With recruitment becoming more challenging in 2020, it’s all the more important to have processes in place to assess and enhance the experience you offer throughout an employee’s career at your company; from job application stage, all the way through to the leaving process. After all, aside from seeing a positive financial difference to your business, a good employee experience can only stand to improve your ability to attract and retain staff.
If this is a challenge for your business, the first step to address it is to identify which people or what functions can have an impact in creating a desirable and sustainable employee experience. It will most likely require a multifunctional approach; HR, Marketing, IT, Facilities and Finance may all have valuable roles to play. The second step is to discover where improvements could be made to the employee experience and to evaluate whether the current experience is reflective of your business’ identity. You can then come up with a plan to bring your EVP to life.
Utilising a flexible workforce
There are currently 5 million self-employed people in the UK, according to the latest labour market figures from ONS, and this flexible way of working looks set to rise, despite new tax legislation coming into effect in April for limited company contractors. And whilst more and more people are opting for the flexible lifestyle that contracting offers, benefits can also be gained by those looking to hire additional resource. Aside from offering a temporary solution to a fluctuation in workload, contractors can add a new dimension to your business, by bringing a fresh perspective to your business challenges, using their experience from a variety of assignments.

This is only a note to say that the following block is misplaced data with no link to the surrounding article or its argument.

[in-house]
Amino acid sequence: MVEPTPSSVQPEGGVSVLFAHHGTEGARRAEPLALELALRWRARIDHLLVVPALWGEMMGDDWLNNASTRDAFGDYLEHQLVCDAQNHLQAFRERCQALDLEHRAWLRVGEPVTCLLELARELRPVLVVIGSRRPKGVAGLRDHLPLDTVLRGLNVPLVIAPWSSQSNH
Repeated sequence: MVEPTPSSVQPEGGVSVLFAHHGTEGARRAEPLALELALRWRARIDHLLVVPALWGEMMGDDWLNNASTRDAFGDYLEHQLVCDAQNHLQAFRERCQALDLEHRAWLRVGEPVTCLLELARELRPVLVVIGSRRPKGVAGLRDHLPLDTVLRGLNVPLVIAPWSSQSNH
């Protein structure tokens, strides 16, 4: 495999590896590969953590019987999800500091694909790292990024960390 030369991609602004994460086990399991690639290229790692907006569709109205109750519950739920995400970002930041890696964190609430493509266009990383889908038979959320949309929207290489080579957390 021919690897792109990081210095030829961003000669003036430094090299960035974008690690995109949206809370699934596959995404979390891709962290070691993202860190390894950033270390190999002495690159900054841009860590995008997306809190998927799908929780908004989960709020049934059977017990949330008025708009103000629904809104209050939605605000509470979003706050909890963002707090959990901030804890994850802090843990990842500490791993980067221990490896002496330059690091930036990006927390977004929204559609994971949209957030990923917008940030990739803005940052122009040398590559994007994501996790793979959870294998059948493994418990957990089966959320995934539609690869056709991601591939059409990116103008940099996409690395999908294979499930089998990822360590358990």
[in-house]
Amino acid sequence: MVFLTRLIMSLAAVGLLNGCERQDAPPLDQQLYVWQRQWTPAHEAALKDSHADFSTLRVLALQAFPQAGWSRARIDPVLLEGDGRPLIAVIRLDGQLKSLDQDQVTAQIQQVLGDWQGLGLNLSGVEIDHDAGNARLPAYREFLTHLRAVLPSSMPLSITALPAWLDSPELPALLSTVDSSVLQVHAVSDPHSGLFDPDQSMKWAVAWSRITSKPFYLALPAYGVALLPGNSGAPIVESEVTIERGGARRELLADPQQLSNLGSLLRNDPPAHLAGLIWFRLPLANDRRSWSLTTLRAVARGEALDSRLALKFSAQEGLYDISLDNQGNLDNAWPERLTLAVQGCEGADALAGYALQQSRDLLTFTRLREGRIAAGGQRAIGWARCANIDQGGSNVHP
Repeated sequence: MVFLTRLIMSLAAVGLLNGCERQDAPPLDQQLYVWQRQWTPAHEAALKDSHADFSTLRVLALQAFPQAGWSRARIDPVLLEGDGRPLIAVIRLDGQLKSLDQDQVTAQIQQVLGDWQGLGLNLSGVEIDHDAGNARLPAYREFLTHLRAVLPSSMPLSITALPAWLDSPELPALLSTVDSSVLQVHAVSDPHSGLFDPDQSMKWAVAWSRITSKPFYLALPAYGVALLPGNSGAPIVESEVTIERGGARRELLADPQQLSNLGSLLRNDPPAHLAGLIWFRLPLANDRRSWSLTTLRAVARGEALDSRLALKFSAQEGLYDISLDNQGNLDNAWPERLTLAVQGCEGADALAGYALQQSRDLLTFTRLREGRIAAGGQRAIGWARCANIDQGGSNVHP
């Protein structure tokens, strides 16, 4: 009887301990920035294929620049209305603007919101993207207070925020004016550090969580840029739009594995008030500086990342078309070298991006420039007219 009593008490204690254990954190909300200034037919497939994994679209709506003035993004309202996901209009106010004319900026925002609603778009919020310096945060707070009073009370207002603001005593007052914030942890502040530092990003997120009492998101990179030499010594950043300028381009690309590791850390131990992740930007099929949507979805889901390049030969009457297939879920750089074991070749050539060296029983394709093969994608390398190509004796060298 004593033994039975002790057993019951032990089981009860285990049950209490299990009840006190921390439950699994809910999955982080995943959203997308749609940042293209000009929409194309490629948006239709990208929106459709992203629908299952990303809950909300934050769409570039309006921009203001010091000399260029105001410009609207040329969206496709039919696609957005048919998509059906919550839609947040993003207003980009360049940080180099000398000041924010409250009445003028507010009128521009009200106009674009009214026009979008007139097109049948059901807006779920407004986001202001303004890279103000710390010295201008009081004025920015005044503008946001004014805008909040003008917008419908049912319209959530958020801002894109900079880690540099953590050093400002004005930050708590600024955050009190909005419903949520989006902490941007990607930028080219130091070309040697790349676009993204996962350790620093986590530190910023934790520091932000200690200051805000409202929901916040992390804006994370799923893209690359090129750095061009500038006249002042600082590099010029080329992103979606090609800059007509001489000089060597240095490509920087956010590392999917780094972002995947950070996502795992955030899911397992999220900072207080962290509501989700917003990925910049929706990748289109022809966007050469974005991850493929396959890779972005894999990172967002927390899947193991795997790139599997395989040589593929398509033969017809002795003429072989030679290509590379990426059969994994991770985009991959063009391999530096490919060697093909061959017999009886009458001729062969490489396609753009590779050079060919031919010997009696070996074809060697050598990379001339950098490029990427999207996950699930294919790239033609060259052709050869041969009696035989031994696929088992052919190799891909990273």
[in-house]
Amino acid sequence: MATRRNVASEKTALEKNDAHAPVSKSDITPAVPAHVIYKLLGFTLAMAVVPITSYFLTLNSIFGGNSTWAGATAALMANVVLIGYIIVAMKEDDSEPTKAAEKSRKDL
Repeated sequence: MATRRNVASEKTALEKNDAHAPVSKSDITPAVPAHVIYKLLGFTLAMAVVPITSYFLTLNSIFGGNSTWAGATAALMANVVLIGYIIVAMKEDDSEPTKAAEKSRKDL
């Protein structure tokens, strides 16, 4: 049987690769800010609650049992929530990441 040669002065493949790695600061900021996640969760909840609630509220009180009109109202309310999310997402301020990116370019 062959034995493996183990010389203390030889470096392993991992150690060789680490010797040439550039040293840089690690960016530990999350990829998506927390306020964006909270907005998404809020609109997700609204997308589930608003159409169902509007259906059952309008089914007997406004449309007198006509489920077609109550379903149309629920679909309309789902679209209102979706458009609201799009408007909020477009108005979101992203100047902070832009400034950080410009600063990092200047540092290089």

Even if your preference is to make a permanent hire, when it comes to hiring niche skills, opening up your recruitment to include contract workers will widen the talent pool available to you, giving you the greatest chance of sourcing the best talent.
But if your experience of hiring contingent workers is limited, or you’ve struggled to attract or manage temporary resource effectively before, it can seem a daunting prospect to make contingent working part of your overall workforce strategy. Read our ‘12 key pillars of a flexible workforce solution’ guide for some useful tips. Alternatively, see how we help UK Power Networks keep the lights on with an effective contingent workforce programme.